I feel deeply honored to have received so many nominations and won many awards at the Laureus World Sports Awards. These are essential recognitions for every sportsman and every sportswoman. Winning the Laureus Sporting Icon Award last year in Seville was truly special. I have often attended the Awards Night. It is always an excellent opportunity to meet with other athletes. I just feel honored that my name is on the Laureus list of winners.
Your father Graziano was a GP star from the late 70s, however your mother Stefania wanted her son to pursue a career in engineering. Was there ever a chance you wouldn’t race motorcycles or is the sport in your blood, so to speak?
Since I was a small kid, I have always felt like a pilot. So, it’s almost impossible to say what I would have become otherwise. I guess that I would still be an athlete, maybe in a different sporting discipline. However, competitions and sporting challenges have always been a fundamental part of my character. I like speed, and I like to drive motorcycles and cars. That’s why I became a pilot in the end. I never really thought about doing anything else in life.
Do you ever experience fear? If so, how do you navigate the feeling?
When racing a motorcycle at a speed of 350 km/h, feeling fear is entirely normal. However, there’s always a thin line between being afraid and being courageous. I guess every rider has to find the right balance and define his personal limits. Of course, you must try to feel as little fear as possible. But sometimes, it’s also ok to feel fear because it keeps you from doing things that are too crazy on the track or from making stupid mistakes.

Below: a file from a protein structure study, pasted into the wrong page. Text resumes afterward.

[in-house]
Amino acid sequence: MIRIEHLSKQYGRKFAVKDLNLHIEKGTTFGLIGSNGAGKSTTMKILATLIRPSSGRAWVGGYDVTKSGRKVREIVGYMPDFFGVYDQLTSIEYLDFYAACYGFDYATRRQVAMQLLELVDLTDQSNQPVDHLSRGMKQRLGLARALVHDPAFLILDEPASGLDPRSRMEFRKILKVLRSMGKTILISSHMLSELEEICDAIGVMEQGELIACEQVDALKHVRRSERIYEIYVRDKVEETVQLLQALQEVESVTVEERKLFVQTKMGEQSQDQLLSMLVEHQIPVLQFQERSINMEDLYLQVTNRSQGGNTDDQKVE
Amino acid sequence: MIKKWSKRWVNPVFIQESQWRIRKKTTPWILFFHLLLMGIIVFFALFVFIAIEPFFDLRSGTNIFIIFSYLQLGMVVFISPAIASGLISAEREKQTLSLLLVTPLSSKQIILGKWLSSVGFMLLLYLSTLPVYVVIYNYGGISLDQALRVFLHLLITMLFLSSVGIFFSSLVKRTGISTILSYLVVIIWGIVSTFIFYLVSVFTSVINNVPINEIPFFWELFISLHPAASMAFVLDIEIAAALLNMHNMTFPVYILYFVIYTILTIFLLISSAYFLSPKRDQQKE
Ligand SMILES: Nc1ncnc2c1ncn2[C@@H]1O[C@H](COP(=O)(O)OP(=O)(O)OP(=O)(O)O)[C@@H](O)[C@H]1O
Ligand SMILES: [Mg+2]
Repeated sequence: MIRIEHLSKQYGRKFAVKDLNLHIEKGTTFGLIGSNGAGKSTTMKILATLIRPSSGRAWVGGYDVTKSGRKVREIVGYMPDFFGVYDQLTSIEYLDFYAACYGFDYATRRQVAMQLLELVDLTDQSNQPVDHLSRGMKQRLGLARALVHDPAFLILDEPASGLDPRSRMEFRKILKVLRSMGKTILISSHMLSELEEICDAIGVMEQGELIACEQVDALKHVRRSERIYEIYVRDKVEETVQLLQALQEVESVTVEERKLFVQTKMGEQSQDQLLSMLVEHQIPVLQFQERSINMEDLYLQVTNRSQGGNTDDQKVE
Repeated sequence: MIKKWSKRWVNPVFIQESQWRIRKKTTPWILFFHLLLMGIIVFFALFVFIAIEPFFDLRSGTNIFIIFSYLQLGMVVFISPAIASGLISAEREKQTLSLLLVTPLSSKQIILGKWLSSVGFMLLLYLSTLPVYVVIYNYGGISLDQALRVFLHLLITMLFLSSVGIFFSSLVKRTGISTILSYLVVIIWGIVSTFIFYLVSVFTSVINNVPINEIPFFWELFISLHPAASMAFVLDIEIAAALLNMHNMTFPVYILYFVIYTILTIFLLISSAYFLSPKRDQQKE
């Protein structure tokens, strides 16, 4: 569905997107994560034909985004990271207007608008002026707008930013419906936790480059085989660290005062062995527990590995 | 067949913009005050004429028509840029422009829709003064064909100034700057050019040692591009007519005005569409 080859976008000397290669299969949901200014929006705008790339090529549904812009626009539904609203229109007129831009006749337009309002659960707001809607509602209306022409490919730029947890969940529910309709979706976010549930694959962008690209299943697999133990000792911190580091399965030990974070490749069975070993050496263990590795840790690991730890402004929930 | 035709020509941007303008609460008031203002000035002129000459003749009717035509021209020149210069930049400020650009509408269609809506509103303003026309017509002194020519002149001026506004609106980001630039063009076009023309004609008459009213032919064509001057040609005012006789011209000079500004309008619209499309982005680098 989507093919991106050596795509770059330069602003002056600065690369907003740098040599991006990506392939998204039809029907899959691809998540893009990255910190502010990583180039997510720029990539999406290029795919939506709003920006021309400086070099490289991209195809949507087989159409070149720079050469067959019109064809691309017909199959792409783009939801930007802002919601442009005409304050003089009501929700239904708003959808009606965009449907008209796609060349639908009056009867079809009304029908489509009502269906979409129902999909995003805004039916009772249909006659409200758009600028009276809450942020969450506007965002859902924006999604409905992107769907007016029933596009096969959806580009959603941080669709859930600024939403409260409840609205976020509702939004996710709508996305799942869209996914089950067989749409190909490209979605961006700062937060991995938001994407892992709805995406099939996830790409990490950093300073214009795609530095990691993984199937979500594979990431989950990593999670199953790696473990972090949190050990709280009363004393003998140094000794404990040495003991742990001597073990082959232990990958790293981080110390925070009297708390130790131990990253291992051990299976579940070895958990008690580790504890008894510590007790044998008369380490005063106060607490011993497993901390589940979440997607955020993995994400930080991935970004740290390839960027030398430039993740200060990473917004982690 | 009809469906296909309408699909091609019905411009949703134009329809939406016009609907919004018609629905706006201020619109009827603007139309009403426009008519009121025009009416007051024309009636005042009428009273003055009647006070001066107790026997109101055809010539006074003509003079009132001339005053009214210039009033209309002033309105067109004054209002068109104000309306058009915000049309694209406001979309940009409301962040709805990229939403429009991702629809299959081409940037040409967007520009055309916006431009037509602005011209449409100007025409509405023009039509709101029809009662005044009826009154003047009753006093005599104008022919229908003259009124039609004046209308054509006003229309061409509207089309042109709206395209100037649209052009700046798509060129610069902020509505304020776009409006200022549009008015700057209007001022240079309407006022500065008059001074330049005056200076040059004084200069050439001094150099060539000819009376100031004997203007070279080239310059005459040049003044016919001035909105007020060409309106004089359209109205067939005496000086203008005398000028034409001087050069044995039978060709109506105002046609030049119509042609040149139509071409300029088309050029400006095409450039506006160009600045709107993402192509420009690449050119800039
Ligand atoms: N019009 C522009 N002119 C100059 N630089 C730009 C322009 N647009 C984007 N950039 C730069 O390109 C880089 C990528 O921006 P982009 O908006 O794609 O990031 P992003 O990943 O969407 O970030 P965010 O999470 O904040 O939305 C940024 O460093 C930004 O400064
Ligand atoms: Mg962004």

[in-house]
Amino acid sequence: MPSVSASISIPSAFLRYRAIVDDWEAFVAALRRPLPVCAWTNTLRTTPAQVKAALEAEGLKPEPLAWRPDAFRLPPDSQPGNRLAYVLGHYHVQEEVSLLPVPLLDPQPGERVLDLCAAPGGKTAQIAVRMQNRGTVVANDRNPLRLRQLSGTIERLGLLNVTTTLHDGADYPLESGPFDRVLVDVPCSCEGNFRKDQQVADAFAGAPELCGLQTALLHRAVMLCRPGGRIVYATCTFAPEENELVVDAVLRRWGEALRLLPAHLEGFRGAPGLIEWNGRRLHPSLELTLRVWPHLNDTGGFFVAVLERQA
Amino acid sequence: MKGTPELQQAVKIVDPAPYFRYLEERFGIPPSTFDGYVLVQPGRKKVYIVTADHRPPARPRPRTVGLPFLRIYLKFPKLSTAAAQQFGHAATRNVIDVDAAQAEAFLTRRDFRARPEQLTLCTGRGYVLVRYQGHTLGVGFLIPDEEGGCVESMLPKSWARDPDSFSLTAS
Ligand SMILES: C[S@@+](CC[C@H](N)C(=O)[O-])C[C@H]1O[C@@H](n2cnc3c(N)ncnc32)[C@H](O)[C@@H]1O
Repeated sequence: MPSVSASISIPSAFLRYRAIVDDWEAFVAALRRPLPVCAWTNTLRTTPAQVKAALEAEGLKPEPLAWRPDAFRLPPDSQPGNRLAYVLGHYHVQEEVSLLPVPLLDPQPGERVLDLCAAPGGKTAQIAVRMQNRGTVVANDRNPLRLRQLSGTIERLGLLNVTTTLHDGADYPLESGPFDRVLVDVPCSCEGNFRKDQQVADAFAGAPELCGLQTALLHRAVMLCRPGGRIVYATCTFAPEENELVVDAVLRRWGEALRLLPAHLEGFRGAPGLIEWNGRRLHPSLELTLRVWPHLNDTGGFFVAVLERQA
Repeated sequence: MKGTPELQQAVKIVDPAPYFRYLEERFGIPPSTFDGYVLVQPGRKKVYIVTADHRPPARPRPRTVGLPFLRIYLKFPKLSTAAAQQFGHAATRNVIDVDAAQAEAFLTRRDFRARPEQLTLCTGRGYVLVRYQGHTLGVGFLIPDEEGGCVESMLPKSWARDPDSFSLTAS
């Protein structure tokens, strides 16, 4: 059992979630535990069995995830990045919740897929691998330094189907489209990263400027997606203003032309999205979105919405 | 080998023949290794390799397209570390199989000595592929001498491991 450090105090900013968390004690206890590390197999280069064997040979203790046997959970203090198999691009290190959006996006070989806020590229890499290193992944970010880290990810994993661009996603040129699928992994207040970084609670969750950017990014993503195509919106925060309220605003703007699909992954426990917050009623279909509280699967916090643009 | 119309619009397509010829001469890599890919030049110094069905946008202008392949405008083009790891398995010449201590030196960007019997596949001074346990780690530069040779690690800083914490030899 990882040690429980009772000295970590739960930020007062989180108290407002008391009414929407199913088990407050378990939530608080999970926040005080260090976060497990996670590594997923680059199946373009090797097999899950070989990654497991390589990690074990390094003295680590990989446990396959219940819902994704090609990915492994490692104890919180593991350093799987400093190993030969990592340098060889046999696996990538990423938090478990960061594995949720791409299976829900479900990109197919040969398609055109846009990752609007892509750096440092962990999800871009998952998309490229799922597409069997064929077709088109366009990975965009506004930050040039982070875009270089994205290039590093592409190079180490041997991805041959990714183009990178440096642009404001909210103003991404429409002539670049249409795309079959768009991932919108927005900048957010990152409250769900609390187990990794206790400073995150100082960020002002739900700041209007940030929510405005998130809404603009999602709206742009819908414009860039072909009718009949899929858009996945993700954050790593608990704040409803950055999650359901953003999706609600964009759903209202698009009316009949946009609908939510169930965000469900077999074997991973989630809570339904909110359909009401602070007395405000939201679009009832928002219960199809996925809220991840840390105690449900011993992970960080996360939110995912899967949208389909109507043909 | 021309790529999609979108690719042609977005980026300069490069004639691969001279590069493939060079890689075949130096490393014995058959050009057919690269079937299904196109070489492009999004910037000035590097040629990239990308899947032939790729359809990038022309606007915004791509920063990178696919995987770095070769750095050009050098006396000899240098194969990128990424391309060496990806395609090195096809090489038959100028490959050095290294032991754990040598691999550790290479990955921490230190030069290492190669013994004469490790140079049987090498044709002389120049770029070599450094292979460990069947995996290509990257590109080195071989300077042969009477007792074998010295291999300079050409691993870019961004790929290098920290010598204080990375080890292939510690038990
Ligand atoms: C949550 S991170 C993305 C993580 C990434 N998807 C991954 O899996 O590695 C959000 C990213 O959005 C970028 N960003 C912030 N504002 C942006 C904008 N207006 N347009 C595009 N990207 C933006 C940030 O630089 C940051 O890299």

Who has been your toughest competitor (or track), and why?
My biggest rivals on the track were Casey Stoner and Jorge Lorenzo, whom I raced in 2008 and 2009, but also during many other seasons. Both of them are very talented and fast drivers. Our battles were always tough, on and off the racetrack. But we always fought them with a lot of respect.
Starting a new chapter in the GT World Challenge Europe after a quarter century racing in MotoGP requires a significant amount of drive, grit and risk – what advice would you give to others when it comes to taking chances and pushing the limits?
My career in MotoGP lasted more than 25 years. Even though it was a long career, I did not feel it was time to stop. I always wanted to race cars after motorcycles. After all, my first racing experience as a kid was with Go-Karts. I feel privileged that I could start another adventure in racing. I have always wanted to be a complete rider, not just a motorcycle pilot. My advice to others would be: If you have the passion, then do you should simply do it.
What impact or legacy do you hope to leave behind for future generations?
I want to be remembered as a competitive driver, a strong and great motorsport protagonist. But also, as a pilot that people enjoyed watching because he was fun and at times emotional. And, of course, I would like to be remembered for my style or racing.
Is there anything on the horizon for 2023 you can share with our readers?
2023 will be a packed year for me as a BMW factory driver. Of course, I will compete in the 10 Sprint or Endurances races of the GT World Challenge Europe. In addition, I have already raced in the Dubai 24-Hour race, and I will compete in the 12 Hours of Bathurst in Australia. Finally, I want to get ready as soon as possible to race the 24 Hours of Le Mans and the 24 Hours on the old Nürburgring Nordschleife.